Monday, July 12, 2010

The Model of the World Inside Your Head

I've been thinking for a couple years now, off and on, about the fact that we rarely interact with the real world.  Instead, we construct a mental model of the world, and base our behavior on that model.

Here's an example:  the first time you travel to someplace you've never been before, you pay a lot of attention to the route and the things that you see along the way.  You don't want to get lost, and you have to be able to find your way back.  Once the route becomes familiar to you, however, you stop paying as much attention.  You've constructed a mental model of the route, and you follow that.

Some philosophers have argued that, since the world only exists for us insofar as we can perceive it, the model of the world inside our head is actually the "real" world.  If a tree falls in the forest, etc.  (This is also my understanding of Buddhism:  that the world we think we perceive is only an illusion.)  It's a fascinating idea, but ultimately, I think, unhelpful, for this reason:  our model of the world is frequently inaccurate.

In some cases, it's due to sheer ignorance.  I've never been to Australia; my model of Australia is therefore incomplete.  Not only that, but I've heard people talk about Australia, and I've seen lots of pictures, but that doesn't mean Australia is real, now does it?  It's not real to me.  In fact, our experience of the world is so very limited, in time and space, that anyone with a little intelligence must realize just how little they know.   How limited our models of the world are.

In other cases, our false models of the world are created when we are fed false information.  If someone told you every day, for example, that you were stupid, you'd start to believe it, whether it was true or not.  If you lived in a country where black people and white people were required to use separate bathrooms, separate restaurants, even (as I learned recently) separate parking lots, and your parents told you there were good reasons for this segregation, you'd believe them.  Maybe at some point you'd start to question.  Maybe not. Your model of the world would be a segregated world.

Is it possible to change your model of the world?  I believe so, but it is incredibly hard work.  The mind is a stubborn thing.

How can we live with these unavoidably flawed mental models?  I've come up with two guidelines:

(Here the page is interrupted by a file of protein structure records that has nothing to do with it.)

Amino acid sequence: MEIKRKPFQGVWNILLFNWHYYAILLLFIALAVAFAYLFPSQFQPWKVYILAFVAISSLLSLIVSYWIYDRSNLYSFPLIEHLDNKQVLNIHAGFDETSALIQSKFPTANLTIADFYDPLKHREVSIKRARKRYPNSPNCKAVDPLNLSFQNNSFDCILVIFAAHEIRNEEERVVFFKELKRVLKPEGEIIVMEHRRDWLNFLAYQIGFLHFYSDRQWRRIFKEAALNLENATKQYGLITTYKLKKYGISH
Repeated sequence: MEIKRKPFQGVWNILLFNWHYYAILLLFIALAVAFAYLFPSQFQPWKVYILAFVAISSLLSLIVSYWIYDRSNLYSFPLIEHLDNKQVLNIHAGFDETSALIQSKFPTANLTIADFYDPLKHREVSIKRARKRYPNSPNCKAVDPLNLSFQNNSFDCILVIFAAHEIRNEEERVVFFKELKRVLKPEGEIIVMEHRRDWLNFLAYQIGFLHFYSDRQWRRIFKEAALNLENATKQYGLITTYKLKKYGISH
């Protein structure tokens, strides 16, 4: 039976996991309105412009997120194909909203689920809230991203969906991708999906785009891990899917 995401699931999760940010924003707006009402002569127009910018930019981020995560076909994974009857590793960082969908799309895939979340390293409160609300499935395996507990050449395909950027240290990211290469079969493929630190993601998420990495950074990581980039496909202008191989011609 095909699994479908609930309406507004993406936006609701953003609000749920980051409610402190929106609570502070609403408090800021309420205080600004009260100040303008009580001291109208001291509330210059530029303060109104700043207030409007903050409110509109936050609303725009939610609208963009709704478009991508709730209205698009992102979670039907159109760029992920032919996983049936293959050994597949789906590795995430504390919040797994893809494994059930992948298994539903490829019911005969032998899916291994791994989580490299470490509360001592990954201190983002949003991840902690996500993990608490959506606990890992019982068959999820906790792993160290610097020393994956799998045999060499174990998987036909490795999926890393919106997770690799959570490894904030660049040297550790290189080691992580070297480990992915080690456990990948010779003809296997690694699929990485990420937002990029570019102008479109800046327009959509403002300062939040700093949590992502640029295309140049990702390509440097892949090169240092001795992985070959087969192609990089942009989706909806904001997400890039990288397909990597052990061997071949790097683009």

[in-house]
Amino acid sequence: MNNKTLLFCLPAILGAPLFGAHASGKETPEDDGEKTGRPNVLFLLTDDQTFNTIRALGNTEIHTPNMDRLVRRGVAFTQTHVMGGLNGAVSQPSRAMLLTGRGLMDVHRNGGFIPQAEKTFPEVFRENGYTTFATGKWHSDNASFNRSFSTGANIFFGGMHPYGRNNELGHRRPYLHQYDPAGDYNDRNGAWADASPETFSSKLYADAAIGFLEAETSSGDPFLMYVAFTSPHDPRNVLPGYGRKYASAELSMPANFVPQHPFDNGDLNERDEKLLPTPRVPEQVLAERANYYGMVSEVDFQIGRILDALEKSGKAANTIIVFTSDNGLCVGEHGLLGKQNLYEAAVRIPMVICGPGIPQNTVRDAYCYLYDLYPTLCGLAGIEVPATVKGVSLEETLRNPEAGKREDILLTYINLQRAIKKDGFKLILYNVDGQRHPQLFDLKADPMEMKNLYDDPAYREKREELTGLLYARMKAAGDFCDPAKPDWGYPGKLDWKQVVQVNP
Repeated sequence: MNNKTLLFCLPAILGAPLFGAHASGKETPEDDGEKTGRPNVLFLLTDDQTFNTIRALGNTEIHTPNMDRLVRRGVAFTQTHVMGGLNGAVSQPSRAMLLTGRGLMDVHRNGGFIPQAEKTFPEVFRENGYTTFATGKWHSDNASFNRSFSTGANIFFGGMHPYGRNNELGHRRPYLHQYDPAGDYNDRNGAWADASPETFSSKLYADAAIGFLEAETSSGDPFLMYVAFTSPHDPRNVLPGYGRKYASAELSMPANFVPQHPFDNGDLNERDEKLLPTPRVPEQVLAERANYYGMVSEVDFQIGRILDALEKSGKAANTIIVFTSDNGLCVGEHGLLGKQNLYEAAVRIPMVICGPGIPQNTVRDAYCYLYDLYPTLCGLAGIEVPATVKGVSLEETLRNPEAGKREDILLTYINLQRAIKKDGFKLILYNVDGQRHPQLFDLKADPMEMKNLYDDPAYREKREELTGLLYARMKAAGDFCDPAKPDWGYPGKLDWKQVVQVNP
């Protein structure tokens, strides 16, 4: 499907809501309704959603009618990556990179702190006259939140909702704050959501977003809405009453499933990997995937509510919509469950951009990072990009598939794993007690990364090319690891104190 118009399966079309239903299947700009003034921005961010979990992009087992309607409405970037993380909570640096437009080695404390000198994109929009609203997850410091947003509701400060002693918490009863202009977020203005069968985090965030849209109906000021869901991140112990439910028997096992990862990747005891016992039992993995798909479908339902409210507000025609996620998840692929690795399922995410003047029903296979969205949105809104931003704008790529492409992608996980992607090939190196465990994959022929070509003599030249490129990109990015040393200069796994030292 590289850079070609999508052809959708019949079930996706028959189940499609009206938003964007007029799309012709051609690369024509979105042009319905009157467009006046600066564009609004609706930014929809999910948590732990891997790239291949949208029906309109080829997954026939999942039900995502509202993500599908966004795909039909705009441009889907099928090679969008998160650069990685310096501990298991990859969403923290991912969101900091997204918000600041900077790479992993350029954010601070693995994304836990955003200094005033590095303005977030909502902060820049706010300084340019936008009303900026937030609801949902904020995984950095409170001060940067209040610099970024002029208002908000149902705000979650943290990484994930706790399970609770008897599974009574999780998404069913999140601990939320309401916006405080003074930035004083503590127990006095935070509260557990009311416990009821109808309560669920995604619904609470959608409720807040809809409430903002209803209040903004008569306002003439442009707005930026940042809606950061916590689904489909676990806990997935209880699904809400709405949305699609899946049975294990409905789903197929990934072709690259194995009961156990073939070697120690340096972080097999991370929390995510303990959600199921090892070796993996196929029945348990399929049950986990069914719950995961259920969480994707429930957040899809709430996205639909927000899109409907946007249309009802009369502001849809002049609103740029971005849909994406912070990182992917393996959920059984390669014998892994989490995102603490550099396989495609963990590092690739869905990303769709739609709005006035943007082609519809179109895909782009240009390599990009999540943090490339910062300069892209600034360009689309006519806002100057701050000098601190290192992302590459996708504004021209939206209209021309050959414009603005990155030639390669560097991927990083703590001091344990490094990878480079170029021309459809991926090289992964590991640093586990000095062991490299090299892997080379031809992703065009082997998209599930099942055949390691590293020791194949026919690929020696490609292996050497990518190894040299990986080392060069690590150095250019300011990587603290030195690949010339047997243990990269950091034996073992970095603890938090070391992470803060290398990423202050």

1. Accept that your mental model is imperfect.
  2. Realize that, limited though it is, your mental model is actually more complex than you are consciously aware of.
That second one may seem like a non-sequitur.  Let me talk about some of the ways our mental models are more complex than we usually realize.

We often subconsciously notice things that we weren't aware of at the time.  We may remember them later, or we may not - but either way, they do enter our subconscious and they do form part of our mental model of the world.  To go back to my first example:  once you've created your mental model of the route you take on your daily commute, you usually notice when something has changed.  Maybe you never consciously noticed that detail until did change, but it attracts your attention because your subconscious mind is in fact keeping an eye on things.

Another example: dreams.  Have you ever had a really weird dream?  Where did that come from?  In many cases, your subconscious assembles a number of details from the recent (or not so recent) past, "juggles" them and comes up with an amusing, or perhaps significant dream.  It seems likely to me that this mental activity is somehow related to our models of the world.

It's because our models of the world exist largely on a subconscious level that they can be so hard to change.  The conscious mind simply doesn't have the ability to alter the subconscious.  But I also, personally, find it hopeful to imagine the subconscious mind constantly processing its model of the world.  It never stops and it will keep ingesting all the new data it comes across.  As we know, there are infinite possibilities out there . . . and infinite possibilities inside as well.

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